This charming turn-of-the-century building has a wonderful history and it all begins with a Miss Sarah Jane Nixon.
She was born near Nabiac on 12 May, 1883, the first child of John and Margaret Nixon. Being the eldest daughter it’s quite probable she spent a deal of her time assisting her mother with the raising of her six siblings. She had apparently shown an interest in nursing as she grew up and according to the family, her father set her a challenge saying, he would pay for her nursing training and if she completed it successfully, he’d provide her with a building in Nabiac in which she could establish a hospital. There were at least two hospitals in Taree at this time having been created and run on the same lines – Nurse Henderson’s Private Hospital and Nurse Cummins Private Hospital.
Sarah was in her early 20’s when she enrolled to do Maternity training programme at the South Sydney Hospital which she completed in 1909. True to his word, her father purchased a small cottage on Nabiac Street that year and a brass plaque next to the front door announced it was now NURSE NIXON – PRIVATE HOSPITAL.
In time this building proved to be too small and in 1915 she began the construction of a larger building next door and this became the ARALUEN HOSPITAL. She continued to operate this facility until the mid 1940s but with a family of her own, living then in Krambach and also being injured in a car accident, the hospital began to deteriorate. A group of World War 2 veterans then interviewed her with a proposal to purchase it, refurbish it and then re-open it as the WALLAMBA WAR MEMORIAL HOSPITAL. An agreement was reached where the two buildings (the hospital and the former hospital next door) were purchased for £1,250, a Board of Trustees was appointed and following its refurbished the hospital reopened on 25 March, 1948.
It continued to operate through the 50s and a new labour ward was added in October, 1960. Problems began to escalate however, as the State Health Regulations were tightened and small hospitals such Nabiac’s found it more difficult to meet/fund the regulations. The facility struggled on until its authority to operate was finally terminated in February, 1981.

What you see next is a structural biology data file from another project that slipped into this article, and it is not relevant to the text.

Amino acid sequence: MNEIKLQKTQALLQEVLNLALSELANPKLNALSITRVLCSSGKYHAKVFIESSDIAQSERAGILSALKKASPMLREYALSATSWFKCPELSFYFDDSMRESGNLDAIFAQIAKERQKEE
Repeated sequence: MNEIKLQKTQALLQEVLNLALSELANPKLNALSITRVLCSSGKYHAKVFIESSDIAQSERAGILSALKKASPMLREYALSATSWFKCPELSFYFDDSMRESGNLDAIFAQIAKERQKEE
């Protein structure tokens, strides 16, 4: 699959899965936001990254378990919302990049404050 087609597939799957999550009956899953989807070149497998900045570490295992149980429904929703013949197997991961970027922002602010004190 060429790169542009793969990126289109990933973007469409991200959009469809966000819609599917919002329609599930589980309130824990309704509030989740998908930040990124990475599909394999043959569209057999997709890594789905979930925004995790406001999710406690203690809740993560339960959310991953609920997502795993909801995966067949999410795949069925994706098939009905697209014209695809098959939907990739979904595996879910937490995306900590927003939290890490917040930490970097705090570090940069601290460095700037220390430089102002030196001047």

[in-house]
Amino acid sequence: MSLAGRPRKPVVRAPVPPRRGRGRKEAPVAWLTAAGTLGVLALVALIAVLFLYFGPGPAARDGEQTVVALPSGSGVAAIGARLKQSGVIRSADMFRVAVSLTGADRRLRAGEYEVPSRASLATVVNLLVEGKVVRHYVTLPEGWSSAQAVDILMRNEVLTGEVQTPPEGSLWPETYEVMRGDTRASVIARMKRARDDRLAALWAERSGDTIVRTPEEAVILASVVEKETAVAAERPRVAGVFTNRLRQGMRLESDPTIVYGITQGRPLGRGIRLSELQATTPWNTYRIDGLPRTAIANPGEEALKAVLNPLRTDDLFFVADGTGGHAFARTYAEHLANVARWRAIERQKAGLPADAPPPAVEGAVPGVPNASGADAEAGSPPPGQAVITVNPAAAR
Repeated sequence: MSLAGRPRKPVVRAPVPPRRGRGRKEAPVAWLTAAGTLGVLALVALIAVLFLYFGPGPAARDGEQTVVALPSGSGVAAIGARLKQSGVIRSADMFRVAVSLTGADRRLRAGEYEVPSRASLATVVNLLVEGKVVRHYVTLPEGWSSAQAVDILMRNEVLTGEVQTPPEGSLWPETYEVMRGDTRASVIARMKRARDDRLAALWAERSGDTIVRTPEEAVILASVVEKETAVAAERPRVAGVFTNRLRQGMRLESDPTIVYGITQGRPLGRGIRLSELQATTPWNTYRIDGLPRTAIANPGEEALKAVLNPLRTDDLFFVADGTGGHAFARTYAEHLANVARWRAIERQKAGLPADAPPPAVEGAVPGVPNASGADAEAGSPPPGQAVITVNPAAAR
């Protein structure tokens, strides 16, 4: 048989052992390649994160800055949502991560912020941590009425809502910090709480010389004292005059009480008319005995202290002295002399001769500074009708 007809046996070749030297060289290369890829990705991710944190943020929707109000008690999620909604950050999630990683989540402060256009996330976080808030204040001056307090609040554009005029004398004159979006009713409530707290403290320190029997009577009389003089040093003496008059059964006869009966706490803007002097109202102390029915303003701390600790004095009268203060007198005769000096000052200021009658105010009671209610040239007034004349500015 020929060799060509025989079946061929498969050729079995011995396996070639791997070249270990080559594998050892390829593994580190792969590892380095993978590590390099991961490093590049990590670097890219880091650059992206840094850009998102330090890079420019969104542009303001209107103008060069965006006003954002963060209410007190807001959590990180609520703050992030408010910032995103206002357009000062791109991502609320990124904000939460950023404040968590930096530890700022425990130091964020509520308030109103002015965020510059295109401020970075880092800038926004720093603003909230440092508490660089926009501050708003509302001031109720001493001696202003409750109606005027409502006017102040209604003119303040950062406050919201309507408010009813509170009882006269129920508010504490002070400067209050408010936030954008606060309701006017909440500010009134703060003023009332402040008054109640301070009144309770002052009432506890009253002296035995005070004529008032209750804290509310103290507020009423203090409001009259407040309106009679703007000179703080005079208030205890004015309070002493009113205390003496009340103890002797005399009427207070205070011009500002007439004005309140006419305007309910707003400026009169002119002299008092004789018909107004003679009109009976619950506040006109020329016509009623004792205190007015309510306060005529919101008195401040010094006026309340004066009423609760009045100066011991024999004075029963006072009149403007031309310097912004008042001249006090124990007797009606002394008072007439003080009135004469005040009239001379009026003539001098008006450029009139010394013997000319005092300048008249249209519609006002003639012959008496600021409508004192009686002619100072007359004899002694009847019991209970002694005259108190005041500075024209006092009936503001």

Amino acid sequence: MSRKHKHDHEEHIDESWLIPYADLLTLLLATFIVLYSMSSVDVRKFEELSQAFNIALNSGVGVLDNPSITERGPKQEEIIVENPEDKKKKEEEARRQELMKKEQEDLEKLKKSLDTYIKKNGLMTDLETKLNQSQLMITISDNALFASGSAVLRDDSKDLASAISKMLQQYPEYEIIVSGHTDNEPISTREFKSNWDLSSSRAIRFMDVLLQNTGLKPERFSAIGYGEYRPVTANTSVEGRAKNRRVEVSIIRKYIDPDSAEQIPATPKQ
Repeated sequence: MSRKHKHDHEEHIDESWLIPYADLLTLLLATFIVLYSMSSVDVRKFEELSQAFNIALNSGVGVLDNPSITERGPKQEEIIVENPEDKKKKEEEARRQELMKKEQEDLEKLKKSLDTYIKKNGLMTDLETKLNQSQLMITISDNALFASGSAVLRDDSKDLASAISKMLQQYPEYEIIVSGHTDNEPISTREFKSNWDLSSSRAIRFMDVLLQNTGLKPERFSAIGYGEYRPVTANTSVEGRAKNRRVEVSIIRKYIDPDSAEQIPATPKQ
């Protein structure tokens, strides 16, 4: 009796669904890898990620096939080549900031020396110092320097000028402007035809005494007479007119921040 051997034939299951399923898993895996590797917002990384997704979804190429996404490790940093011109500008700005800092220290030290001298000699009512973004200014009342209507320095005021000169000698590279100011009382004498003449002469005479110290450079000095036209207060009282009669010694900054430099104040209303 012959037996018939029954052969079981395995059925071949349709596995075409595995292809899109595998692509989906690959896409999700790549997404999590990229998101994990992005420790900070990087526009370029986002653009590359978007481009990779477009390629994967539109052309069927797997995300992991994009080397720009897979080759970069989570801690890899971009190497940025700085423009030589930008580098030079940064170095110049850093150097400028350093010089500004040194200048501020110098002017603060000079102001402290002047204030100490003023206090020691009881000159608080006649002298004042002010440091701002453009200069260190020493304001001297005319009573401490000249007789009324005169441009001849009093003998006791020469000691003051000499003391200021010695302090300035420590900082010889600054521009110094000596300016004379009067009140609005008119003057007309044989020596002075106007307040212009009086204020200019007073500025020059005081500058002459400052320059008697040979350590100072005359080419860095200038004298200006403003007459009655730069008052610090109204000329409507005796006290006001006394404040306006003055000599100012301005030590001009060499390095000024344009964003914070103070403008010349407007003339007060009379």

The building was still owned by the Nabiac Community however, and when the “new labour ward” was rented by a committee to form a Pre-School, the signs were unmistakable: there was a niche for this facility in Nabiac after its hospital life had passed. It is now an Incorporated Body known as THE NABIAC MEMORIAL NEIGHBOURHOOD CENTRE and is managed by an elected body of interested local people. The hospital’s main ward is now a meeting-room used by many local committees and special interest groups. Two smaller wards have been converted to become the CTC’s Training Room and the CTC Manager’s office was formally the Doctor’s Consulting room.
The current tenants/users of the building are:
|Op Shop||3 rooms, the side verandah, and the meeting room|
|CTC||Training Room (was 2 wards), and Manager’s office (was consulting room)|
|Pre-School||What was the ‘new labour ward’|
|Karuah Great Lakes Landcare||What was the waiting room for the Baby Health Centre|
|Petra’s Pantry||The back kitchen|
|Various||Meeting Room (was the main ward)|
Sarah’s hospital is still serving the village community, following in her best traditions.
History contributed by Stuart Weller, drawing on The Hospital At Nabiac by Laura Sykes (available for purchase at the Co-Op (Op-Shop) Store in the Neighbourhood Centre) and The History Of Nabiac And District by Lionel Gilbert (out of print).